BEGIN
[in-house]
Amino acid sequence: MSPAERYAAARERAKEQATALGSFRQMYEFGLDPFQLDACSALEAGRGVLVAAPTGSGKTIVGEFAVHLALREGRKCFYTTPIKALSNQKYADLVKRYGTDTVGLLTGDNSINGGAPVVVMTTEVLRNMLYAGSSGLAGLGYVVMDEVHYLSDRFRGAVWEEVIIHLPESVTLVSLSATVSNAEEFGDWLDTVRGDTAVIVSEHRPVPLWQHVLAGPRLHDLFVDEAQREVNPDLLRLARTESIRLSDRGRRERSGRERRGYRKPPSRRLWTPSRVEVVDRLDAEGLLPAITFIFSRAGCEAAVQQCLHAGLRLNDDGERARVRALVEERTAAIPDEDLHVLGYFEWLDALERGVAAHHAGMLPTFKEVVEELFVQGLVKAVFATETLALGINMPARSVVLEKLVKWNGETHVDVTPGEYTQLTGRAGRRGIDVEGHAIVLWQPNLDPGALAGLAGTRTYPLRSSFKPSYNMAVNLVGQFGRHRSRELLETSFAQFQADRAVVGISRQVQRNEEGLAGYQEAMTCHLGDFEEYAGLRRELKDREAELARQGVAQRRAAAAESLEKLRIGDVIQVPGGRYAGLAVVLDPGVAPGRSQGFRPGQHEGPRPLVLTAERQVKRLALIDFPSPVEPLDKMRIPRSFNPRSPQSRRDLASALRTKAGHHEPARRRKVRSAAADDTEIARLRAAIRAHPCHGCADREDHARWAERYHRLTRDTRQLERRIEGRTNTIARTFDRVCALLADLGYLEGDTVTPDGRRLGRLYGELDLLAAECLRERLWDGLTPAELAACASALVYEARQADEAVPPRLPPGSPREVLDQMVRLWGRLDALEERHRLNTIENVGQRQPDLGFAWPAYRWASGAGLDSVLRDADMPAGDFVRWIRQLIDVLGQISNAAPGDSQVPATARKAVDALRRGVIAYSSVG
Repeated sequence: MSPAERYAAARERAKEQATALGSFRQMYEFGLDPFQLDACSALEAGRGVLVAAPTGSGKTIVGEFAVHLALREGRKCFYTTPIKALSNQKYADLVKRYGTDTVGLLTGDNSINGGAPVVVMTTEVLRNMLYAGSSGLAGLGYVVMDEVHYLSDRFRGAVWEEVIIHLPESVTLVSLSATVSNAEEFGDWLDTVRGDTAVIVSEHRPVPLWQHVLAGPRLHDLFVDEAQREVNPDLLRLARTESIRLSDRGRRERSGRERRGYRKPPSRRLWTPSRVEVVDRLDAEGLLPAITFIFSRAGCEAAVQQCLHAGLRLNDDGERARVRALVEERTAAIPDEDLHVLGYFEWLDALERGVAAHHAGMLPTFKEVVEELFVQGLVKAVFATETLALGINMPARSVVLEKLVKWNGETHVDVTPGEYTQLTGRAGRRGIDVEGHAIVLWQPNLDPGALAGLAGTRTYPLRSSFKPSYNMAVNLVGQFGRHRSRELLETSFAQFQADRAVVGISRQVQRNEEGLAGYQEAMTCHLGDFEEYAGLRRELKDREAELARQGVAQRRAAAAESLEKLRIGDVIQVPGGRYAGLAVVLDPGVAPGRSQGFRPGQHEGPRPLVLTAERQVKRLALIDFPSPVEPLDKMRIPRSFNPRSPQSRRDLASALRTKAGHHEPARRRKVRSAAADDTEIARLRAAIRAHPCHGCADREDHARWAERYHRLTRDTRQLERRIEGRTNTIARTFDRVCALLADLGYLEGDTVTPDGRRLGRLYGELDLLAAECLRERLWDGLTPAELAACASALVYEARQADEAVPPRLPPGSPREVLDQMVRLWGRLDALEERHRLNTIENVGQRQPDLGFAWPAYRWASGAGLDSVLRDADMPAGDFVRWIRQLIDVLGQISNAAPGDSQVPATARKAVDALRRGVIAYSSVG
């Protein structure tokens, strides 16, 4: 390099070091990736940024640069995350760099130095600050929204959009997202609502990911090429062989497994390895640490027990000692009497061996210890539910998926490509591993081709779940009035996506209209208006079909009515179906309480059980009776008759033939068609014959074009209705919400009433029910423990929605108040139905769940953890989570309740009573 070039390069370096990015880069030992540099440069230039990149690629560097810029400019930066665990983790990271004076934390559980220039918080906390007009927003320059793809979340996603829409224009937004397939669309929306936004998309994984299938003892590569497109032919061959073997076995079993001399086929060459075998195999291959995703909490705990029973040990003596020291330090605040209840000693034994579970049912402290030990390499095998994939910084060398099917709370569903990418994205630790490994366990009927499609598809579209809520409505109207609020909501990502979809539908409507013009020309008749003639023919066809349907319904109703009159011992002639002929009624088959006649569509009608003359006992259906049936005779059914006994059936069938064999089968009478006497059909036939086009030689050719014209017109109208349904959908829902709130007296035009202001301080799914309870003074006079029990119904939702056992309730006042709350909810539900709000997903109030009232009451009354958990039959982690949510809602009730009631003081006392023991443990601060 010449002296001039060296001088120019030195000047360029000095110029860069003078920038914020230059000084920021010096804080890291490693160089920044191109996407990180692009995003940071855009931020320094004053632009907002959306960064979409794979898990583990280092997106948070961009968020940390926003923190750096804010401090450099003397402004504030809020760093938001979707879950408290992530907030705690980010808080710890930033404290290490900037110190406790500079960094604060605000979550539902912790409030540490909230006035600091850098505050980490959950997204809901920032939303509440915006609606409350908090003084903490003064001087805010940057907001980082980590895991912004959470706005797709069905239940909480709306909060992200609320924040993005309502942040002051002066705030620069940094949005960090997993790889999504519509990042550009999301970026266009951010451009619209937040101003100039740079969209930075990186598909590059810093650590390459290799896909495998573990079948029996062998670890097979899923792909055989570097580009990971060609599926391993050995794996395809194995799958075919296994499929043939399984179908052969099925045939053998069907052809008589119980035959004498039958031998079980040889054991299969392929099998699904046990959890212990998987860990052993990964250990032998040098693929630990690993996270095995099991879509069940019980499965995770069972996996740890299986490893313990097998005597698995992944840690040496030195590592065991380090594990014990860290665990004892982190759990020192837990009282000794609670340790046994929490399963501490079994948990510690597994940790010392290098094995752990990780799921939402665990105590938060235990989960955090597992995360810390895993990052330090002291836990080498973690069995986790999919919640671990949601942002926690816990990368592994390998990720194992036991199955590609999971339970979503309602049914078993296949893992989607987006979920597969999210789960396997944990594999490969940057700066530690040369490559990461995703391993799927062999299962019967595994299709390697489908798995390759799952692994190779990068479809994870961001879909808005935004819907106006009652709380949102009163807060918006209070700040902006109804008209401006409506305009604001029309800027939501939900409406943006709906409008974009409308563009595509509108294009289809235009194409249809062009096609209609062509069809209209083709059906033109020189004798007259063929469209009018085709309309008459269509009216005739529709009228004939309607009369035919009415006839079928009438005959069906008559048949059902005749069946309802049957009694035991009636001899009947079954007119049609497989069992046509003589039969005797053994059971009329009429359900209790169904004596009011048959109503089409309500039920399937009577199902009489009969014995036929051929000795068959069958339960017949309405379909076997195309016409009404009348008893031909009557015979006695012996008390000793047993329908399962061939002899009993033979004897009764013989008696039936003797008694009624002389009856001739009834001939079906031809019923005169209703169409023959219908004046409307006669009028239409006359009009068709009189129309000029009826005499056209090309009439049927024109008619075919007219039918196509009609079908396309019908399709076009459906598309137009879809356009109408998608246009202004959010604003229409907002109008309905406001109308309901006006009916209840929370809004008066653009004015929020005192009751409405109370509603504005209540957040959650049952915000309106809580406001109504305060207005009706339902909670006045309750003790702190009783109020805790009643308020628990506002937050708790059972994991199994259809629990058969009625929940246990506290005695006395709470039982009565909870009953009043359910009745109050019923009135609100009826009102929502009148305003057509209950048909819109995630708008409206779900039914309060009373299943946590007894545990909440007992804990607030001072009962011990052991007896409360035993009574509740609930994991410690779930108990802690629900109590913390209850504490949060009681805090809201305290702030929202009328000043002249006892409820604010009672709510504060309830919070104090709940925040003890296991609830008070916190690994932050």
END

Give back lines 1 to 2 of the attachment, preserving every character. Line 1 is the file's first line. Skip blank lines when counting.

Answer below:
[in-house]
Amino acid sequence: MSPAERYAAARERAKEQATALGSFRQMYEFGLDPFQLDACSALEAGRGVLVAAPTGSGKTIVGEFAVHLALREGRKCFYTTPIKALSNQKYADLVKRYGTDTVGLLTGDNSINGGAPVVVMTTEVLRNMLYAGSSGLAGLGYVVMDEVHYLSDRFRGAVWEEVIIHLPESVTLVSLSATVSNAEEFGDWLDTVRGDTAVIVSEHRPVPLWQHVLAGPRLHDLFVDEAQREVNPDLLRLARTESIRLSDRGRRERSGRERRGYRKPPSRRLWTPSRVEVVDRLDAEGLLPAITFIFSRAGCEAAVQQCLHAGLRLNDDGERARVRALVEERTAAIPDEDLHVLGYFEWLDALERGVAAHHAGMLPTFKEVVEELFVQGLVKAVFATETLALGINMPARSVVLEKLVKWNGETHVDVTPGEYTQLTGRAGRRGIDVEGHAIVLWQPNLDPGALAGLAGTRTYPLRSSFKPSYNMAVNLVGQFGRHRSRELLETSFAQFQADRAVVGISRQVQRNEEGLAGYQEAMTCHLGDFEEYAGLRRELKDREAELARQGVAQRRAAAAESLEKLRIGDVIQVPGGRYAGLAVVLDPGVAPGRSQGFRPGQHEGPRPLVLTAERQVKRLALIDFPSPVEPLDKMRIPRSFNPRSPQSRRDLASALRTKAGHHEPARRRKVRSAAADDTEIARLRAAIRAHPCHGCADREDHARWAERYHRLTRDTRQLERRIEGRTNTIARTFDRVCALLADLGYLEGDTVTPDGRRLGRLYGELDLLAAECLRERLWDGLTPAELAACASALVYEARQADEAVPPRLPPGSPREVLDQMVRLWGRLDALEERHRLNTIENVGQRQPDLGFAWPAYRWASGAGLDSVLRDADMPAGDFVRWIRQLIDVLGQISNAAPGDSQVPATARKAVDALRRGVIAYSSVG